Are you ready for a (deeper) housing market downturn?
It’s rough in the real estate space right now. Price growth is non-existent or negative in many markets, rates are sky-high, and home builders are seeing the world seemingly collapse around them.
Lenders are not immune, with volume way down and default rates likely to grow as long as housing continues on a downward trajectory. All of this with the ever-present specter of sustained high inflation hanging over the American economy like an executioner’s axe.
According to research compiled by the Federal Reserve Bank of Dallas, American home prices could fall as much as 20%, largely as a result of rising mortgage rates, which are dramatically increasing homeownership costs and thinning the pool of prospective home buyers.
Pantheon Macroeconomics Chief Economist Ian Shepherdson also anticipates a slump in home prices, adding his voice to a chorus of real estate insiders that predict dark days for the industry in 2023. The contagion is not limited to the residential space; commercial real estate is also taking hits right now, with the poor performance of office buildings dominating real estate headlines in the past few months.
So why is everyone so worried about real estate markets in 2023?
Inflation is at the core of our current economic woes. While it’s hard to assign blame to a single factor, it’s likely that a decade of easy money Fed policies, followed by global supply chain constraints, COVID-19, the War in Ukraine, and pandemic-related governmental responses (like PPP loans and expanded unemployment) got us to where we are now.
In mid-November, James Bullard, president of the Federal Bank of St. Louis, suggested that the Federal funds rate will need to hit 5-7% in order to beat inflation, which is close to a four-decade high rate. Bullard’s comments should be taken seriously. As a member of the Fed’s rate-setting committee, he is one of the deciders when it comes to how high rates go, and what downstream effects we might see from a substantial rise — like pain in the real estate space.
After more than a decade of easy credit and low interest rates, the Fed has made clear that the party is over. As of the writing of this article, the average 30-year fixed-rate sits at 6.52% — almost three times as much as the average rate in December 2020, which sat at a comparatively paltry 2.68%.
Right now, the benchmark federal funds rate ranges from 3.75% to 4%, with rates expected to peak at 4.5% to 4.75% in 2023. Despite seeing several positive reports showing inflation may be on the decline, Fed Chair Powell has signaled that they do not plan to ease up on rate hikes anytime soon, which also dashes hopes for those real estate investors, lenders, and real estate professionals hoping for a return to the old days of easy money policy.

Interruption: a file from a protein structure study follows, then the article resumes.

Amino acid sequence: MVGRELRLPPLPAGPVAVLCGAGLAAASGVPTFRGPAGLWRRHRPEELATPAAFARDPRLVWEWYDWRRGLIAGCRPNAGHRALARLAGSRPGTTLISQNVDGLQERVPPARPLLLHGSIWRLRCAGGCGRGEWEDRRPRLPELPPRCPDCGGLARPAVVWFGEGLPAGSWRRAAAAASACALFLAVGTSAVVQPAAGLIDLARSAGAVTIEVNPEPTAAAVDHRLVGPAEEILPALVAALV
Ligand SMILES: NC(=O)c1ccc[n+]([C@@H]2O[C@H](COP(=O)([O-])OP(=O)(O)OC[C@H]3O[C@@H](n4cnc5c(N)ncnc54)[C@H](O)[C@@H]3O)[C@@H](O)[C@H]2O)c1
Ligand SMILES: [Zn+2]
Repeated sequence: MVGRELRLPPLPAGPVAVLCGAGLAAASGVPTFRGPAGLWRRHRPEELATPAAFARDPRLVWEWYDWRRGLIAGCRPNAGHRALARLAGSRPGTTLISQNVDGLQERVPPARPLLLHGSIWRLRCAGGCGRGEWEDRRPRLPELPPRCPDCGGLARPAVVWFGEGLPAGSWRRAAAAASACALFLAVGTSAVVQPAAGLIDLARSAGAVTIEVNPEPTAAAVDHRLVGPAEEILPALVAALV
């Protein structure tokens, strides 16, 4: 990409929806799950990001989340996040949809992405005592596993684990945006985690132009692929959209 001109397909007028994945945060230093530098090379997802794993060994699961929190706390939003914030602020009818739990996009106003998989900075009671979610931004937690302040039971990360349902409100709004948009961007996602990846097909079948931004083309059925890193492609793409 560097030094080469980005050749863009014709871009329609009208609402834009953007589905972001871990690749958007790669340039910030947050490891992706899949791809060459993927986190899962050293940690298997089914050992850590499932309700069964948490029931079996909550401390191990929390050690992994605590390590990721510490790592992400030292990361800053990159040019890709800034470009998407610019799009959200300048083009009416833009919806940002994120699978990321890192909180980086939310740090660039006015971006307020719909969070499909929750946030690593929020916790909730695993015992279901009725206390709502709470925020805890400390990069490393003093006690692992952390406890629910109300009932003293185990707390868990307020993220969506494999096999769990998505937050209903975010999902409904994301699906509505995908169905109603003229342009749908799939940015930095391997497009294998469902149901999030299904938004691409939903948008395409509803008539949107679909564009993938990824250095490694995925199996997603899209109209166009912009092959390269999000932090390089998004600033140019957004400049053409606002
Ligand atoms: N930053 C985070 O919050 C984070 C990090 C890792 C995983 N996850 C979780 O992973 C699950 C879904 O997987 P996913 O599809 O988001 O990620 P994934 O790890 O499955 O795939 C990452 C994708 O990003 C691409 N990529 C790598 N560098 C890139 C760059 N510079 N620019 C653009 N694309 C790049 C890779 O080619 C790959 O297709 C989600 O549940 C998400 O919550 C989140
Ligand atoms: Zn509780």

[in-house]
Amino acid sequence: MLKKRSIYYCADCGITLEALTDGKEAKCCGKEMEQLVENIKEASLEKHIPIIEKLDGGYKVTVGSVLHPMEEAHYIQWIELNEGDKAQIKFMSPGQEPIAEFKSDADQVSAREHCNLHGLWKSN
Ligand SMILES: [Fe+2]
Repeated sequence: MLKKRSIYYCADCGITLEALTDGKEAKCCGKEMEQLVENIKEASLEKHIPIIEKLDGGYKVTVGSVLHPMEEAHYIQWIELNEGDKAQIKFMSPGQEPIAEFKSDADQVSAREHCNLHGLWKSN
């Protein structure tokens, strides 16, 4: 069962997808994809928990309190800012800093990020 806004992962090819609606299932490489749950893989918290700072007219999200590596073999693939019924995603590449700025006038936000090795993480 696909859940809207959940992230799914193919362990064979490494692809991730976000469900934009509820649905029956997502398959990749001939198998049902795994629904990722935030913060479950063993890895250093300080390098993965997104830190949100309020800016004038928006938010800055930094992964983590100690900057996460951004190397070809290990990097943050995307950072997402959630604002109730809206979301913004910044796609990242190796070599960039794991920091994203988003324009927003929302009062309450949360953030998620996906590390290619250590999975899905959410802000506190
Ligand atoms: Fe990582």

We’re also likely going to see fewer property sales and reduced loan volume over the next year or so. Higher rates are causing sellers to remain in place, as they’re unable to secure financing at similarly favorable rates, reducing liquidity in the entire real estate market. It makes sense — if you’ve got a 3% interest rate on your current mortgage, are you really going to move to a new house and more than double your rate?
This phenomenon is already playing out in cities across the country, from Miami to Seattle, with stubborn sellers and buyers refusing to budge. Lower inventory volume means pain for real estate agents, brokers, loan officers, and lenders, as many generate revenue based on churn or getting a high volume of deals done.
As borrowing gets more expensive, you’ll also see investors start to sit out. Why participate in the real estate market for lower returns when 20yr T-Bills are paying 4.63%, with essentially no risk? As investors pull their money, prices will likely continue to drop, potentially prompting a destructive spiral that could result in that 20% drop in property values we mentioned earlier.
While some lenders have seen a spike in demand after some positive signs on the inflation front, many loan officers and executives believe it’s still too early to say whether or not this drop is sustainable. Still, there has been some progress, with this week’s 30-year fixed rate down to 6.61%, compared with last week’s 7.08%. But when you step back and see that the same rates averaged less than half of that (3.10%) a year ago, you might guess that we’re not out of the woods yet.
As a lender or a loan portfolio manager, you’re at the mercy of the market. The real estate market is cyclical, meaning lenders and investors will mostly rise or fall with the tide. However, the difference between sinking and swimming is all about how you prepare for the eventual downturn. Do you have a lifeboat? At least a raft?
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horizon. You can’t control the market, but you can take precautions to ensure you don’t sink when you hit rough water.